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Dr. John Inazu on Confident Pluralism
Thu, June 1, 2017, 7:00 PM – 8:30 PM CDT
In recent years, the United States seems more polarized and divided than ever. We see this in the public debate over LGBTQ rights, in challenges to religious liberty, in clashes over abortion, and in tension between law enforcement and minority communities. In all of this legal and societal turmoil circulating around seemingly irresolvable differences, we are forced to ask—can we really live in peace together?
Join us as we welcome distinguished law professor and author, Dr. John Inazu, who argues that we can and must live together peaceably in spite of deep and sometimes irresolvable differences. We can do so in two important ways – by insisting on constitutional commitments that honor and protect difference and by embodying tolerance, humility, and patience in our speech, our collective action (protests, strikes, and boycotts), and our relationships across difference. Confident Pluralism suggests that it is often better to tolerate than to protest, better to project humility than defensiveness, and better to wait patiently for the fruits of persuasion than to force the consequences of coercion. Confident Pluralism will not give us the American Dream. But it might help avoid an American Nightmare.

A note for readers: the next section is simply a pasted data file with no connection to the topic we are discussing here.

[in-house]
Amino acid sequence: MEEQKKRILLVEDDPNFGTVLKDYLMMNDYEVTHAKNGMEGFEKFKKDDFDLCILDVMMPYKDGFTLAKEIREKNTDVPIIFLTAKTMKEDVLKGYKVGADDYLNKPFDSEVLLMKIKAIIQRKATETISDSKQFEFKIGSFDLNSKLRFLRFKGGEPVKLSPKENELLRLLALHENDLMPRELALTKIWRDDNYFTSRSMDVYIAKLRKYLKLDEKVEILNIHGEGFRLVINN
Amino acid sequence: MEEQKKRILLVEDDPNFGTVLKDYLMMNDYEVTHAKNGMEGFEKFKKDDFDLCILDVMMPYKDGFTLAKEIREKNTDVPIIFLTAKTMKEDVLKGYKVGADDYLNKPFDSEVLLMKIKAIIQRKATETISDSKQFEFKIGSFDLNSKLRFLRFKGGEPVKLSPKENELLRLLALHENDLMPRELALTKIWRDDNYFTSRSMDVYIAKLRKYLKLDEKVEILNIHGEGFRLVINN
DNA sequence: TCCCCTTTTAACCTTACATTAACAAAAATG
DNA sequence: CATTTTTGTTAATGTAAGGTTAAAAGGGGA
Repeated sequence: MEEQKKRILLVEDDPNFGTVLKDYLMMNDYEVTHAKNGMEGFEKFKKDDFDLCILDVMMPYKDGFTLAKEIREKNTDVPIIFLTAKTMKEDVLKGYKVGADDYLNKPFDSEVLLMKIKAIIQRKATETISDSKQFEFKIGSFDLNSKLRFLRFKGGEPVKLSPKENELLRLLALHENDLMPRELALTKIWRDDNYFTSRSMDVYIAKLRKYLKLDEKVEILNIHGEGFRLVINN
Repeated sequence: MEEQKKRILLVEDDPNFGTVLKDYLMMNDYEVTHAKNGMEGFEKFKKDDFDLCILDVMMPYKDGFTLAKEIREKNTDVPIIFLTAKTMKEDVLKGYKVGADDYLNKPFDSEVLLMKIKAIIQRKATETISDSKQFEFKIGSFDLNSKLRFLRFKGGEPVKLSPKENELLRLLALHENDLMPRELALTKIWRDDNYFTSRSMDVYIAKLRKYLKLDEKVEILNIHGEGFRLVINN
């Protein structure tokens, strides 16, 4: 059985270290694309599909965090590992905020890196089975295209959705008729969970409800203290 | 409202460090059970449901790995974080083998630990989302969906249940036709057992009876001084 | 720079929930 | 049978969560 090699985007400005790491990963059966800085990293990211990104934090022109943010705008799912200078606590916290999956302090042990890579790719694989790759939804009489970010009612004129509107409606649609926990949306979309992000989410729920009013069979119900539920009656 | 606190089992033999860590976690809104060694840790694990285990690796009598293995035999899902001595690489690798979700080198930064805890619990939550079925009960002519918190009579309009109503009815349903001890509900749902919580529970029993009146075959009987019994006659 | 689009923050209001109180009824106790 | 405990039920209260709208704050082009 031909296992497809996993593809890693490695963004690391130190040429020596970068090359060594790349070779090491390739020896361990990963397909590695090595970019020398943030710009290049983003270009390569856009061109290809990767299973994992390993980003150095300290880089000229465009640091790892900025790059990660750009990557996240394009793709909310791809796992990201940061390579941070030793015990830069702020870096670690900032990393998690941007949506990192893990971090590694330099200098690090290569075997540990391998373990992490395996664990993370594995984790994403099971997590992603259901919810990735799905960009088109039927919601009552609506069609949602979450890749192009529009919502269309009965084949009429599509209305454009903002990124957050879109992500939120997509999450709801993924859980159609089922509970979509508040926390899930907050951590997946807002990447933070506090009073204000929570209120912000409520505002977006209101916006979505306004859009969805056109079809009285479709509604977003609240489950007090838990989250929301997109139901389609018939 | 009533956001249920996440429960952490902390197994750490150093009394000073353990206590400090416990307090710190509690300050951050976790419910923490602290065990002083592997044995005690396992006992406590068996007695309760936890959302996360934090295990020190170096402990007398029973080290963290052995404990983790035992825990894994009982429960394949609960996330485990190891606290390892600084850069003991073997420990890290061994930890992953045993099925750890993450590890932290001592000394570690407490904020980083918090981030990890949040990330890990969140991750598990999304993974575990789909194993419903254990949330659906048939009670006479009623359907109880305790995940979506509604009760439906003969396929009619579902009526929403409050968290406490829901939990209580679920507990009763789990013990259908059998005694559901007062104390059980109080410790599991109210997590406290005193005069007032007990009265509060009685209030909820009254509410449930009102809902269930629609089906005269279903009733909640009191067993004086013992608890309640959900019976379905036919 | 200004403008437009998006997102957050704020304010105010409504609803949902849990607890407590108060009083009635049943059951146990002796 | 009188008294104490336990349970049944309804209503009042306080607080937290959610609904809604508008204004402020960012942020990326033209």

* This is a free event.
John Inazu is the Sally D. Danforth Distinguished Professor of Law and Religion at Washington University in St. Louis and a Senior Fellow at the Institute for Advanced Studies in Culture at the University of Virginia. He teaches courses in criminal law, law and religion, and the First Amendment. His scholarship focuses on the First Amendment freedoms of speech, assembly, and religion, and related issues of political and legal theory. John’s first book, Liberty’s Refuge: The Forgotten Freedom of Assembly, was published by Yale University Press in 2012. His most recent book, Confident Pluralism: Surviving and Thriving through Deep Difference, was published by The University of Chicago Press in 2016. He has written broadly for mainstream audiences in publications including USA Today, CNN, The Hedgehog Review, The Los Angeles Times, and The Washington Post. Despite the confident pluralism of his academic training (BSE and JD from Duke and PhD from UNC-Chapel Hill), he remains an avid Duke fan.